Arizona -(Ammoland.com)- David Dunstan, an Australian farmer who defended his family from an armed intruder, may have finally gotten his three guns back. His story illustrates much that is wrong with Australia's extreme gun laws.
No one disputes the events that brought David Dunstan and his family to the attention of the authorities.
David Dunstan lives on a rural property near Bungowannah, New South Wales. It is about 10 miles outside the Australian town of Albury. At 3 a.m. on the 14th of September, 2017 he answered the door and found himself confronting a teen armed with a knife and a large club. He slammed the door shut, and called for his wife to get the key to the gun cupboard. He retrieved an unloaded .22 rifle and used it to convince the thug that he should get in a car and drive to the police station. The offender is in jail without bail. He is suspected of invading another house just before he threatened the Dunstans. From weeklytimesnow.com.au:
A farmer who armed himself with an unloaded gun to protect his family from a knife-wielding thug says he fears the justice system is “stacked against” victims. Father-of-three David Dunstan, 52, was left reeling after police turned up at his property near the NSW-Victorian border to investigate the home invasion — and confiscated the farmer’s legal firearms while they were there, the Herald Sun reports. It came after the cattle and crop farmer confronted a teen armed with a knife and a block of wood who knocked on his back door about 3am last Thursday. “He had a seven foot log of red gum in his hand a knife concealed in the other,” Mr Dunstan said.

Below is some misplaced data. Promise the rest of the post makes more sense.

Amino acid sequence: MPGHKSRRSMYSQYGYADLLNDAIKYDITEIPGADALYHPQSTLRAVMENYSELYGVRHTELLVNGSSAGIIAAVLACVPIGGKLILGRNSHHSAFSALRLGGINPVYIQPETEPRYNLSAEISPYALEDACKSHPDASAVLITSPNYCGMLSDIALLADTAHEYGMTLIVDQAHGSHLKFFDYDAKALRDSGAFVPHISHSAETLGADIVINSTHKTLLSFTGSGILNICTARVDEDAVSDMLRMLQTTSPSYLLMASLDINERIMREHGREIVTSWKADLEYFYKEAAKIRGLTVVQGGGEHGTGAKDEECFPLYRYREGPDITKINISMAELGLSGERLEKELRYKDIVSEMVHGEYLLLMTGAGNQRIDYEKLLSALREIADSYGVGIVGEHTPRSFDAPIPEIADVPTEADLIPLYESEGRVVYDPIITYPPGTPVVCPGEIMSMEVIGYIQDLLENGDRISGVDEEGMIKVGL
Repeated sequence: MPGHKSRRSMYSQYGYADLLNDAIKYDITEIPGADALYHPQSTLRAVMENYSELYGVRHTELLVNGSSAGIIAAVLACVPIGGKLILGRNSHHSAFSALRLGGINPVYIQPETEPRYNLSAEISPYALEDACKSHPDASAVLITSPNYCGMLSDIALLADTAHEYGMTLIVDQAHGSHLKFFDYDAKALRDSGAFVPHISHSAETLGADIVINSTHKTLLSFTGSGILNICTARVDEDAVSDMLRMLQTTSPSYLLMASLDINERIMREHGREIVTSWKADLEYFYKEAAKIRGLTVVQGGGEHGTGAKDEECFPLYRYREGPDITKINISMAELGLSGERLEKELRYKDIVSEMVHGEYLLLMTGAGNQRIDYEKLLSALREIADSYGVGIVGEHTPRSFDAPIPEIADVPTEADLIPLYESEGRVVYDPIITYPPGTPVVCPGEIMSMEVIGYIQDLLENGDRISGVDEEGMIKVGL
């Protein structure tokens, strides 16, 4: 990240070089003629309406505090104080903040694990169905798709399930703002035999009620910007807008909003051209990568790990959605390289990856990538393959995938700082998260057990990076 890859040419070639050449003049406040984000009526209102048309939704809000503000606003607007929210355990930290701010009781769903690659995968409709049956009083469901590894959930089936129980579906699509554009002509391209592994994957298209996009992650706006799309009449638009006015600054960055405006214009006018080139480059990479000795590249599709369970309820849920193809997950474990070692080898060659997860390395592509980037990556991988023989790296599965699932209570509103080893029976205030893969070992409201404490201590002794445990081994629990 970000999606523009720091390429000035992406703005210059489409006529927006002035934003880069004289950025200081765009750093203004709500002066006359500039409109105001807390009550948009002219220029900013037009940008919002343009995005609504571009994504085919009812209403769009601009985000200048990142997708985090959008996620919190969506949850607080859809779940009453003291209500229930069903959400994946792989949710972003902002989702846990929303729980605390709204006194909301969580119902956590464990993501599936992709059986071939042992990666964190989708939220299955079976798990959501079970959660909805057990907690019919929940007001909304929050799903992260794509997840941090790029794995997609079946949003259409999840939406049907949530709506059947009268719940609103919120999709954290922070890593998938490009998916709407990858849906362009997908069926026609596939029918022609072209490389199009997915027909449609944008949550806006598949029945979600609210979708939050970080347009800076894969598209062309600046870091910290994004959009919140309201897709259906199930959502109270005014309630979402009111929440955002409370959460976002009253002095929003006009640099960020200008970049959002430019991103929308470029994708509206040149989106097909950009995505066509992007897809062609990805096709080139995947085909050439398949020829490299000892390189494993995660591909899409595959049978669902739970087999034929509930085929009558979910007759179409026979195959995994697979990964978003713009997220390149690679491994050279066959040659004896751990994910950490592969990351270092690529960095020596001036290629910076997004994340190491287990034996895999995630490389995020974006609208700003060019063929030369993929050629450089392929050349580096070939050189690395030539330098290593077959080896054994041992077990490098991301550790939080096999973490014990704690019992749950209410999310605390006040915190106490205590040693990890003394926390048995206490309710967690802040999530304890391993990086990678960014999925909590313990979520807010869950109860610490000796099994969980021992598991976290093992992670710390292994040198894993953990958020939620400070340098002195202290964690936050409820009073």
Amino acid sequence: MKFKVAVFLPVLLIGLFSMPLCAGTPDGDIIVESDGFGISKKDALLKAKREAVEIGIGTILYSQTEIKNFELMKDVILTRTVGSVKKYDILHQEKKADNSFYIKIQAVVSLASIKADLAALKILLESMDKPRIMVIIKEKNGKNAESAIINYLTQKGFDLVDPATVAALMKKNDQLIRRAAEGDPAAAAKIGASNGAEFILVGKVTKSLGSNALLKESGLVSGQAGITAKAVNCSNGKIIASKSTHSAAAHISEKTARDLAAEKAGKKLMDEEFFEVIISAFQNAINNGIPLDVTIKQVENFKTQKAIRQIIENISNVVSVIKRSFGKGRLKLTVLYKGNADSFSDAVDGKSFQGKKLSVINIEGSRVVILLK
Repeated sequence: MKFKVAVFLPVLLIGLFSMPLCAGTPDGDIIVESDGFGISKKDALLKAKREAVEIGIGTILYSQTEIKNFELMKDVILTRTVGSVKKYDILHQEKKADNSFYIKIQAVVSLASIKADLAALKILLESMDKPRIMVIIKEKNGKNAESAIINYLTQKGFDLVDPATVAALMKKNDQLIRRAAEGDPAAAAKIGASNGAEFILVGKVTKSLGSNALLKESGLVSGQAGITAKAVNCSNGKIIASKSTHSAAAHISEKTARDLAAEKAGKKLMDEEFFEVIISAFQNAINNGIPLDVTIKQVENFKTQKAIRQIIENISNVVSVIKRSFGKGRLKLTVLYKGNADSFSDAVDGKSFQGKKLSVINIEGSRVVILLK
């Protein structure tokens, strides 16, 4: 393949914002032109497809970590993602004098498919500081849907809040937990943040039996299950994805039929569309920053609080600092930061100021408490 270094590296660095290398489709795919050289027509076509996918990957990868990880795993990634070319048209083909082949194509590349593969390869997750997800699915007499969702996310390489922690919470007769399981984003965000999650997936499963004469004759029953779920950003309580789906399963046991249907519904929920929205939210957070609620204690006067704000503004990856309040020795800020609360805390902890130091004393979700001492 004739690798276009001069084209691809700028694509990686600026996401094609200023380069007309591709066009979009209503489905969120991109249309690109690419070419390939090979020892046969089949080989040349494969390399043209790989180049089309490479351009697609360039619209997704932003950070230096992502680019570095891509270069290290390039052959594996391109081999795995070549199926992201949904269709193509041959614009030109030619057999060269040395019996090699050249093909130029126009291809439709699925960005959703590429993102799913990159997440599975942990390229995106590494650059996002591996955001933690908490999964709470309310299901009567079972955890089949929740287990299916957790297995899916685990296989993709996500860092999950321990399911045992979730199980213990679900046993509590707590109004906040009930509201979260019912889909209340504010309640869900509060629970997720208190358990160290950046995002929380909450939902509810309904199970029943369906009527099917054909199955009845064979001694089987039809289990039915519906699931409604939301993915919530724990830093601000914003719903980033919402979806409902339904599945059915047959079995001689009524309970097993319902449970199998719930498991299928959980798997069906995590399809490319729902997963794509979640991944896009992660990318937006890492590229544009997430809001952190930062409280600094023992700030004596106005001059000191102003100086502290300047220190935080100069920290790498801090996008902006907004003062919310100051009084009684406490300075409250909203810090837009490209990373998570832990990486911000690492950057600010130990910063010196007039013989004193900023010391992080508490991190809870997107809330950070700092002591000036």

The police had no problem with David taking charge of the teen home invader and delivering him into police custody. They had plenty of problems with him having a .22 rifle with him when he did it.
Police seized his three guns for contravention of the firearms act. From bordermail.com.au:
Police seized his guns, which he uses for pest control at his property, later that day.
“I just don’t know what I should have done, what would have been the right way to do it,” Mr Dunstan said.
“My gun licence is for vermin control.
“I suppose, technically, trying to protect yourself is not classed as that.
“I’ve always done the right thing, but I feel like I’ve done the wrong thing.”
Under New South Wales law, and Australian law generally, firearms may *only* be used for the purpose the license to use them for is issued under. If the license is not issued for self-defense, they may not be used for self-defense. The 1996 firearms agreement between Australia states specifically forbids issuing a firearms license for self-defense. If license holders use their license for self defense, they can lose their license to own a firearm forever. They can be jailed for up to five years.
The police impounded David's three firearms on September 14th. On October 3rd, they put restrictions on David's wife, Andrea, who also had a firearms license. She was not allowed to have any firearms while living with David. David had never been convicted of any crime.